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Talent can be a great confidence booster for a professional or someone growing in their field. Conversely, growing success sometimes can contribute to many insecurities. Imposter syndrome, which refers to a denial of qualifications despite talent or proven success, affects a lot of people, especially people in positions of power.

As business paradigms change, the mentality of people in the industry has as well. While intelligence played a factor in the ability to create innovative products, today’s industry is moving towards a customer priority approach. Putting customer interactions and relationships first has caused many to have to transition from logic-based intelligence to using emotional intelligence; when the employee cannot manage their emotional intelligence, it hinders the confidence in their ability to perform their job. Luckily, there are ways to use emotional intelligence to combat oncoming imposter syndrome.

Self-awareness is key for any success, especially when dealing with emotions. Everyone is unsure of themselves at some point, but the ability to reflect and identify which emotions are rational and which ones are reactive is important. As a thought enters the brain, the amygdala will create an initial reaction that may provoke insecurity, but using emotional intelligence utilizes the neocortex, allowing them to reflect and put things in perspective based on logical evidence. Doing so will calm that voice of uncertainty. If that does not work, seeking the perspective of others can be a great help in regaining confidence. People consult others that they can trust, so why not ask someone else’s opinion about whatever is creating the anxiety? One of two things will happen: either the person will validate their obvious talents, or they will give the necessary criticism that will build missing confidence and minimize imposter syndrome.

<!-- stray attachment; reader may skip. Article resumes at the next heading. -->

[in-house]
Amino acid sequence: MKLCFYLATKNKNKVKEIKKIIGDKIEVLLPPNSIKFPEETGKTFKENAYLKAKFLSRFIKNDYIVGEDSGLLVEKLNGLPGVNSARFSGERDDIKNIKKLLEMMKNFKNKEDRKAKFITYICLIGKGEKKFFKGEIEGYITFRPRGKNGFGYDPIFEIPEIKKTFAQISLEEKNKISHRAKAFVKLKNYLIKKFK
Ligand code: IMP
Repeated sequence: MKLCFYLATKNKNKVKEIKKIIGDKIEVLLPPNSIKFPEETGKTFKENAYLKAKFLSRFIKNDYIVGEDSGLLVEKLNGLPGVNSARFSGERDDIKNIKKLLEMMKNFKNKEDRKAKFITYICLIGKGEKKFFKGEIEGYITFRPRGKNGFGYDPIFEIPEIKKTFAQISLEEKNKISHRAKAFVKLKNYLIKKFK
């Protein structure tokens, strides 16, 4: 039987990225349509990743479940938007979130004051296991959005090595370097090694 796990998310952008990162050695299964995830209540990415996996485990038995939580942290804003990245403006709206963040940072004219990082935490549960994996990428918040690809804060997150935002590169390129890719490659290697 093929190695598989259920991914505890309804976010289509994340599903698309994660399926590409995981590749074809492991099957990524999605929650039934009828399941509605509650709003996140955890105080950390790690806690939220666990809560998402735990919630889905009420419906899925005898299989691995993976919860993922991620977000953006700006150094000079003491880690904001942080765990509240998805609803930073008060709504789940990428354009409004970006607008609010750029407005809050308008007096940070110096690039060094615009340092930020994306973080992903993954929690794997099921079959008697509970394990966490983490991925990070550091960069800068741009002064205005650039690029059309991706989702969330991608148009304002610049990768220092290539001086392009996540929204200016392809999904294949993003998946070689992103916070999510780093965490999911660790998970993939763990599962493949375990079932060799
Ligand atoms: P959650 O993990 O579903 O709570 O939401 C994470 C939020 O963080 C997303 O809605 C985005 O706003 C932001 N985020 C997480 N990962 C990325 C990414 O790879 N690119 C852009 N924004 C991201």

Taking it easy also helps. It takes emotional intelligence to understand “I may not be where I wish” and persist. That understanding will not only help disarm the inner fear but create a higher drive to get to the desired skill level.

It’s human nature to have doubts, but utilizing emotional intelligence and self-awareness will help focus on success rather than insecurity. Using these tips, employees and executives alike can overcome imposter syndrome and validate their positive traits.